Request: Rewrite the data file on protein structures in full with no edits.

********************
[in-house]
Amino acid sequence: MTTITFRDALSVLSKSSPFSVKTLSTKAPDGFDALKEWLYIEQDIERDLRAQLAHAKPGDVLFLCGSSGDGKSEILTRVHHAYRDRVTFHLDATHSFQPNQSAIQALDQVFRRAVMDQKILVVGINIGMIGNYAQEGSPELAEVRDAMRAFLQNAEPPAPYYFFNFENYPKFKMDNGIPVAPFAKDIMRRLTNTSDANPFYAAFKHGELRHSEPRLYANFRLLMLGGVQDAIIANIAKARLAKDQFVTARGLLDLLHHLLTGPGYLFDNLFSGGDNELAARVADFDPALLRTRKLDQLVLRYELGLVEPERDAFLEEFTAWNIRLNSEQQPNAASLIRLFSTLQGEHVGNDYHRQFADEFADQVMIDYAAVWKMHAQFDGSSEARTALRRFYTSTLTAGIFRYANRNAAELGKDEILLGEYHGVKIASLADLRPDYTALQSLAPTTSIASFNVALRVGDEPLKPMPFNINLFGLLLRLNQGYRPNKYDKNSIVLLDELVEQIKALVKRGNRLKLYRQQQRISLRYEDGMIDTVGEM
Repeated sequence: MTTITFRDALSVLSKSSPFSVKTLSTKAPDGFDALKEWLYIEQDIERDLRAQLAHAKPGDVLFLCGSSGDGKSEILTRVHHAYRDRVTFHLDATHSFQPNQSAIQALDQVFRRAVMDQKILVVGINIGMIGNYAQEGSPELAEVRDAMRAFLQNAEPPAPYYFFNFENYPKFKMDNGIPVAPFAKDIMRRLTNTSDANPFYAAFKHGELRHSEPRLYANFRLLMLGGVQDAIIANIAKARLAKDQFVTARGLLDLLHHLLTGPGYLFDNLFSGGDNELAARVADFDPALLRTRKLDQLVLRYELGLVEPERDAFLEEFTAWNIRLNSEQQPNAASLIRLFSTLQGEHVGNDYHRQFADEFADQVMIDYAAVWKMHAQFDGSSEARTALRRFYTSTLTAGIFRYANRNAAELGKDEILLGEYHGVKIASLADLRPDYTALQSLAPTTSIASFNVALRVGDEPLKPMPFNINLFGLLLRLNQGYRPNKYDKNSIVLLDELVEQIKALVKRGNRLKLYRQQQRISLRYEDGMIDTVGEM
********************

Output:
[in-house]
Amino acid sequence: MTTITFRDALSVLSKSSPFSVKTLSTKAPDGFDALKEWLYIEQDIERDLRAQLAHAKPGDVLFLCGSSGDGKSEILTRVHHAYRDRVTFHLDATHSFQPNQSAIQALDQVFRRAVMDQKILVVGINIGMIGNYAQEGSPELAEVRDAMRAFLQNAEPPAPYYFFNFENYPKFKMDNGIPVAPFAKDIMRRLTNTSDANPFYAAFKHGELRHSEPRLYANFRLLMLGGVQDAIIANIAKARLAKDQFVTARGLLDLLHHLLTGPGYLFDNLFSGGDNELAARVADFDPALLRTRKLDQLVLRYELGLVEPERDAFLEEFTAWNIRLNSEQQPNAASLIRLFSTLQGEHVGNDYHRQFADEFADQVMIDYAAVWKMHAQFDGSSEARTALRRFYTSTLTAGIFRYANRNAAELGKDEILLGEYHGVKIASLADLRPDYTALQSLAPTTSIASFNVALRVGDEPLKPMPFNINLFGLLLRLNQGYRPNKYDKNSIVLLDELVEQIKALVKRGNRLKLYRQQQRISLRYEDGMIDTVGEM
Repeated sequence: MTTITFRDALSVLSKSSPFSVKTLSTKAPDGFDALKEWLYIEQDIERDLRAQLAHAKPGDVLFLCGSSGDGKSEILTRVHHAYRDRVTFHLDATHSFQPNQSAIQALDQVFRRAVMDQKILVVGINIGMIGNYAQEGSPELAEVRDAMRAFLQNAEPPAPYYFFNFENYPKFKMDNGIPVAPFAKDIMRRLTNTSDANPFYAAFKHGELRHSEPRLYANFRLLMLGGVQDAIIANIAKARLAKDQFVTARGLLDLLHHLLTGPGYLFDNLFSGGDNELAARVADFDPALLRTRKLDQLVLRYELGLVEPERDAFLEEFTAWNIRLNSEQQPNAASLIRLFSTLQGEHVGNDYHRQFADEFADQVMIDYAAVWKMHAQFDGSSEARTALRRFYTSTLTAGIFRYANRNAAELGKDEILLGEYHGVKIASLADLRPDYTALQSLAPTTSIASFNVALRVGDEPLKPMPFNINLFGLLLRLNQGYRPNKYDKNSIVLLDELVEQIKALVKRGNRLKLYRQQQRISLRYEDGMIDTVGEM